We saw the dentist and she said he did have a tongue tie and a lip tie. 

Theodore’s lip and tongue tie

Before the visit I had done a lot of research and knew these were probably the issues with him latching and that the lip tie can cause serious speech issues later on in life. We opted to get both revised right then. She uses a dental laser instead of the old school of clipping/cutting.


Theodore right before his revision. He had to wear safety glasses.
 It was quick and he seemed more upset about someone holding him down (not momma) than the laser. He calmed down within seconds of me holding him. She sent us home with instructions to do stretches on the area for three weeks to make sure it didn’t heal back on its self and with a one week follow up. She warned that I may have one good feed here and there but I wouldn’t see constant improvement for probably 3 weeks. That he would be in some pain when we did the stretches but he mainly wouldn’t like us in his mouth. Also, she said that he would get worn out feeding in the first week because his tongue had learned to suck one way since 13 weeks in utero and now it had to learn a completely new way to suck.

I told myself that even if this didn’t help with him latching breastfeeding then I know it would help with speech. It went just like the dentist said. He had a decent latch here and there but nothing consistent. At this point two weeks post his revision I was so sick and tired of pumping and was ready to just thrown in the towel and give up. I was having to hold him while pumping or the alternative was to listen to him scream while pumping which wasn’t going to happen. My mom and Jay said I needed to do what was best for me and Theodore. I could tell both of them thought it would be better if we just switched over to formula.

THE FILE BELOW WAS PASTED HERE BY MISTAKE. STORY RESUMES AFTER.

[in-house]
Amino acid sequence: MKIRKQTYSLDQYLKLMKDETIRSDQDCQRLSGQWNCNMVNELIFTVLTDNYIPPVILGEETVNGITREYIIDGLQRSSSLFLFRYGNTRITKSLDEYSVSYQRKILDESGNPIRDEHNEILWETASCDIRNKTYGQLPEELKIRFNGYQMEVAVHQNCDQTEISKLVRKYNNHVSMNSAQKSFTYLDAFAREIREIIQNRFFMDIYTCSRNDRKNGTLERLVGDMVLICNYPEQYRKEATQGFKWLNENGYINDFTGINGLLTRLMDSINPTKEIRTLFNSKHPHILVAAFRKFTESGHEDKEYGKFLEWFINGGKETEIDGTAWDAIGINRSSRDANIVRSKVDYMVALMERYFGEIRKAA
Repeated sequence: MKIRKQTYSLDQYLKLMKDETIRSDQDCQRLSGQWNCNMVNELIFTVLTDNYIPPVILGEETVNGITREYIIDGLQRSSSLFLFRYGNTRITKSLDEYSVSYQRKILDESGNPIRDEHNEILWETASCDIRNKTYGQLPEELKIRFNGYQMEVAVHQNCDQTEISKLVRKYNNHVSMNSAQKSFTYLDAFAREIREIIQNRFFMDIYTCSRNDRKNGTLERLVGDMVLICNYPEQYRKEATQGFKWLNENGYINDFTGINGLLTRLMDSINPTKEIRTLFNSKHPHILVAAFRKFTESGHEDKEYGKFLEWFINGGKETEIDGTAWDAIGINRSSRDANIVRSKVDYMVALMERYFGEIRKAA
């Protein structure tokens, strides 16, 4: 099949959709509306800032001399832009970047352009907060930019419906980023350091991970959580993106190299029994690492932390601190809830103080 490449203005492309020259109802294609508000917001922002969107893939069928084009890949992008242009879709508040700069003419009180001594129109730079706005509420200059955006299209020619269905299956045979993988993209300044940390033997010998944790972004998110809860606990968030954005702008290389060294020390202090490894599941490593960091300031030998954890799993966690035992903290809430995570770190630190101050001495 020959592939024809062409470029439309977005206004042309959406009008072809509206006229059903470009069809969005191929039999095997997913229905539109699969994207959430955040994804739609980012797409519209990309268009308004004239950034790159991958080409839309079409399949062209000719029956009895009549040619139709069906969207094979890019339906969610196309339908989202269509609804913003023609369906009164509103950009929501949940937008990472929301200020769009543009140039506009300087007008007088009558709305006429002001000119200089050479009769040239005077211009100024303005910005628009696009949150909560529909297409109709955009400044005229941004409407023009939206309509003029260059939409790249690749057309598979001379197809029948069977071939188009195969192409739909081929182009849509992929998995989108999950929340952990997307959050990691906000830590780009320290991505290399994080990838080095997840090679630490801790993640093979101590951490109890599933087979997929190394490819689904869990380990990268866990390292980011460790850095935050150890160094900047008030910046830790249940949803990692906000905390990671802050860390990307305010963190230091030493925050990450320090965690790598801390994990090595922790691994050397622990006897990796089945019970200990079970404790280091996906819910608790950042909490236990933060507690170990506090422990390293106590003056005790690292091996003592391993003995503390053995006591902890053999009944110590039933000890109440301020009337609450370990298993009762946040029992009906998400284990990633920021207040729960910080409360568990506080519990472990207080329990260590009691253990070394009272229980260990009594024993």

I had Claire come visit to see about his latch. She came to our house. It was two weeks past his revision. She said he was still having issues with his tongue but it looked better. During the time she was with us she said “you are doing a good job momma. Keep it up. I’m proud of you” Those words are the defining, turning point in this journey. I know my mom and Jay felt the same way but they had only talked about how it was okay to quit. I didn’t realize it but that is what I needed to hear right there in that moment. I started trying to get him to latch more and followed Claire’s instructions to get him as much positive breast time as possible. If he started having a meltdown then just to relax and give him a bottle.